UFC heavyweight Walt Harris is coming back to the Octagon this weekend – less than a year since his stepdaughter was killed.

Harris will return to the cage and compete in the UFC Fight Night main event against veteran Alistair Overeem on Saturday night at VyStar Veterans Memorial Arena in Jacksonville, Florida.

It will be the first time stepping into the octagon since Harris’ stepdaughter Aniah Blanchard went missing last October and was found dead with a gunshot wound the following month.

The fight was originally scheduled to be in Portland, Oregon, on April 11, but the event was postponed due to the coronavirus pandemic.

When Harris makes the walk to the octagon on Saturday night, his mind will no doubt be filled with thoughts of his stepdaughter.

It’s a walk he thought at times he wouldn’t be able to make again, but he pushed himself because he knew she would demand it.

After Aniah went missing on October 23, the MMA community came together seemingly like never before in an effort to spread awareness and locate the 19-year-old.

But, after weeks of searching, her remains were tragically found.

Devastated, Harris understandably took time away from MMA and his scheduled fight against Overeem in December was cancelled as a result.

That’s when Harris said he slipped into the darkness.

The 36-year-old, who is unbeaten in his past four fights, said he was so distraught that his faith in God was shattered and he initially considered never fighting again.

“There were days I didn’t want to wake up,” he told ESPN.

“As a father, there are so many other emotions attached to it, a husband, there’s so many more emotions attached to it, especially since my wife has already lost a child in the past.

“So I’m trying to navigate those waters and be what she needs me to be while I’m still hurting, myself.

“And I think that’s the part that may get lost in the shuffle, on the exterior, people see me as this strong, tough guy, but inside I’m hurting.”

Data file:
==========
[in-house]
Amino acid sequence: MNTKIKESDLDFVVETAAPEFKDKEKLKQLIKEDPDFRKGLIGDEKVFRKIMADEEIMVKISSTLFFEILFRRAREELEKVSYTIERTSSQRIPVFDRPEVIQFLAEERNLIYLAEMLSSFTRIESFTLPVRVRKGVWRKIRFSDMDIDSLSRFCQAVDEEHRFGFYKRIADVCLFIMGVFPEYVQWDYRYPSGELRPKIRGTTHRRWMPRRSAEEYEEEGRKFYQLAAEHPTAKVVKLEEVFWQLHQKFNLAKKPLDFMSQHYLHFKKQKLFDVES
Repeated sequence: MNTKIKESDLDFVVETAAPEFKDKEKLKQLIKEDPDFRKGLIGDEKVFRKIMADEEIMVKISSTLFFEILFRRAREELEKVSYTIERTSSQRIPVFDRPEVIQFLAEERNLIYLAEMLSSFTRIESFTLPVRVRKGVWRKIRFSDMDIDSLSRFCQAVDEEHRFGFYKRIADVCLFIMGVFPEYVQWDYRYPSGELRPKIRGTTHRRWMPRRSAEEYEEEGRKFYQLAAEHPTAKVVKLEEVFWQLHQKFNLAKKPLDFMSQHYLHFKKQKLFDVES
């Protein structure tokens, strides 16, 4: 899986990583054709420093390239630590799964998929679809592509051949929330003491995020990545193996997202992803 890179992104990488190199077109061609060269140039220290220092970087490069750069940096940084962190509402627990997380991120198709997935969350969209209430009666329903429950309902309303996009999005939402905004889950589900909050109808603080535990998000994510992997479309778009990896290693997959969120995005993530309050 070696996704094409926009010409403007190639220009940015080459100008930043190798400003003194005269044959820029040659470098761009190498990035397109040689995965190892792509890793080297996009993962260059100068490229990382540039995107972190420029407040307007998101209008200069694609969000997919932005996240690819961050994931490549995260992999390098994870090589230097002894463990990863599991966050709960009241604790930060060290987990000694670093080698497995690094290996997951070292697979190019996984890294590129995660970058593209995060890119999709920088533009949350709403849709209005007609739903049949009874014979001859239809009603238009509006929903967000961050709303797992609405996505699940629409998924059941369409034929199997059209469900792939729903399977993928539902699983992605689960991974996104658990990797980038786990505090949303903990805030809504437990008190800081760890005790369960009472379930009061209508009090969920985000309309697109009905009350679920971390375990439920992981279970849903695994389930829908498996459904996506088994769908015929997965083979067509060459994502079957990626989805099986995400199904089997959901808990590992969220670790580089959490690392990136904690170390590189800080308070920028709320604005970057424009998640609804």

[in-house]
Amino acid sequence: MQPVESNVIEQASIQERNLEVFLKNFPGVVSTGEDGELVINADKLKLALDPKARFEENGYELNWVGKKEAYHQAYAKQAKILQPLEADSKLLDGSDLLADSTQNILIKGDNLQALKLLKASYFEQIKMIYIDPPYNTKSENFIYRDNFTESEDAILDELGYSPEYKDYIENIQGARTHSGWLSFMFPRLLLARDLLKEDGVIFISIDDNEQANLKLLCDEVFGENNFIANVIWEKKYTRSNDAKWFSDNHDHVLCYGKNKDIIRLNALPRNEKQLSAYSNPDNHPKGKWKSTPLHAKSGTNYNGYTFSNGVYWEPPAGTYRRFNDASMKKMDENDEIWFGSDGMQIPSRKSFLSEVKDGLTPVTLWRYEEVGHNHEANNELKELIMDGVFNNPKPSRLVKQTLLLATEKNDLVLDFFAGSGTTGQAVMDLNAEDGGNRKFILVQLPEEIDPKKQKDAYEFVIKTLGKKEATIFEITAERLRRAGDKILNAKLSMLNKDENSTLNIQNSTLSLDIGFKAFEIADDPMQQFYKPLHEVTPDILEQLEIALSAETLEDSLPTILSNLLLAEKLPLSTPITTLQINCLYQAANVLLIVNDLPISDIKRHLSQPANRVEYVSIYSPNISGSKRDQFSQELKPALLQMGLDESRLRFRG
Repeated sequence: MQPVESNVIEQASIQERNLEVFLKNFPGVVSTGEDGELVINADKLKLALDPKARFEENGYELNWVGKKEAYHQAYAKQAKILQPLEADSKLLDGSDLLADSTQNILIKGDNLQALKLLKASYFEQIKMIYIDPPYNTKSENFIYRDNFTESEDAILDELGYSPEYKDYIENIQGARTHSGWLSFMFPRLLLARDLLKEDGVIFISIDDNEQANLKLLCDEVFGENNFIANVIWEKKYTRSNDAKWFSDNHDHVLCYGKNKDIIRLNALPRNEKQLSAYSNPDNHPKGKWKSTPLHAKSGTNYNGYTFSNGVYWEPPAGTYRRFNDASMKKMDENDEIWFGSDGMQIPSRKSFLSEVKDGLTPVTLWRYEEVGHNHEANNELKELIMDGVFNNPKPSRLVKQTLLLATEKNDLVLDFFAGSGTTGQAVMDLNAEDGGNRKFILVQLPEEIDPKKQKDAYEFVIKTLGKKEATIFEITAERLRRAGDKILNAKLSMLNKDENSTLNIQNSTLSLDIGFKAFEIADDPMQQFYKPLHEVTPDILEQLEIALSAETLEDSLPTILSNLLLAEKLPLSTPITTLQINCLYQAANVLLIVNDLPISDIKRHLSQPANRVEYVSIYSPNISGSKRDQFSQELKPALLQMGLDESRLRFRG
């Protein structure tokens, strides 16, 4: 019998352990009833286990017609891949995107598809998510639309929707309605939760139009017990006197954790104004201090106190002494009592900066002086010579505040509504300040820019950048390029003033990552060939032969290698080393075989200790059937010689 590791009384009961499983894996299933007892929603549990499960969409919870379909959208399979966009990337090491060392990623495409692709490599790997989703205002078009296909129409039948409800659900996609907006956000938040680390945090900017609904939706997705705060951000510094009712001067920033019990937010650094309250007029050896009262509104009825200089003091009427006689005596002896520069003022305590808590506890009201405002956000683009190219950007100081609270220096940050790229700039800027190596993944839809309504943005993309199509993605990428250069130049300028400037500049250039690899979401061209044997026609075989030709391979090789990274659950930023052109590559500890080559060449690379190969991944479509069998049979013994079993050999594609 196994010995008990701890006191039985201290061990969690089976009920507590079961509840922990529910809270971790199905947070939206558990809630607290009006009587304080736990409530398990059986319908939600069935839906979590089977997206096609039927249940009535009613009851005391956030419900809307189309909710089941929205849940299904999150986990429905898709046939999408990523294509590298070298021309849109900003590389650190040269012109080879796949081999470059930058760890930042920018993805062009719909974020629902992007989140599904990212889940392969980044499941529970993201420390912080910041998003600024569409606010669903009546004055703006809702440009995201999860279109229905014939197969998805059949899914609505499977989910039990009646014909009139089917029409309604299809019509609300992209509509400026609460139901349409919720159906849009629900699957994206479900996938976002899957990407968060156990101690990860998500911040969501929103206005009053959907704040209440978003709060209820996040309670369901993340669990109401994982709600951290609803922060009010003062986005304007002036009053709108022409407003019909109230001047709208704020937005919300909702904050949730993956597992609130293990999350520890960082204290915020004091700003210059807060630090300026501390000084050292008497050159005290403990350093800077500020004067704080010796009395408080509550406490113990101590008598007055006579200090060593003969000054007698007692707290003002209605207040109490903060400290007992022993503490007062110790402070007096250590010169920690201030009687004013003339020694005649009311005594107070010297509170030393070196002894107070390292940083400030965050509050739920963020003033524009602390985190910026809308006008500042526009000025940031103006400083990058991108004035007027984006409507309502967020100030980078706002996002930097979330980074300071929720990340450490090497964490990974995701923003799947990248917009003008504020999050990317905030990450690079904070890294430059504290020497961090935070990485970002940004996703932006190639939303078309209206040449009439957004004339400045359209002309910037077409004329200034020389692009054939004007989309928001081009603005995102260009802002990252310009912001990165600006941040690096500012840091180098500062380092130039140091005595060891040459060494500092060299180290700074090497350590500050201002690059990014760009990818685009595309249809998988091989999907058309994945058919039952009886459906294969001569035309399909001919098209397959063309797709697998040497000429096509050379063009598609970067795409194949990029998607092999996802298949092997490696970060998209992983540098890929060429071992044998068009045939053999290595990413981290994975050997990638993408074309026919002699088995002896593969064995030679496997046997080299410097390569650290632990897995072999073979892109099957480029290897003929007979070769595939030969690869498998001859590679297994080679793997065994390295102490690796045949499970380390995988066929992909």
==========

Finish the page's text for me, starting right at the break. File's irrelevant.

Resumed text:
After a lengthy time away, Harris said he is using this weekend’s fight as motivation to fight for his daughter.

Harris’ fights almost always end in a finish – in fact, all 13 of his wins have come by KO.

And this, according to Harris, makes it a “dangerous mixture” for his opponent.

“I look at it like I’ve seen the worst thing a human can possibly see, so there’s not a thing a man in a cage can ever do to me,” he continued.

“I’ve never been afraid of anybody, ever, so you add that on top of fuel of, you know, I’m fighting for my daughter, I’m fighting against myself in some ways, battling to keep pushing.

“It’s a dangerous mixture for an opponent – I’ll say it like that.”

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On his return to the octagon, primed for Saturday night, Harris says he is continuing his career in the UFC for one reason.

“It’s not about fighting for me anymore, it’s about fighting for her,” he concluded.

“I miss her every single day and I think that that’s the part I’m dealing with now, is trying to maintain for everybody else.

“It’s a challenge to get ready for the fight, but, you know I’ve done this for 12 years.

“And just like Aniah said, it’s going to be ok.”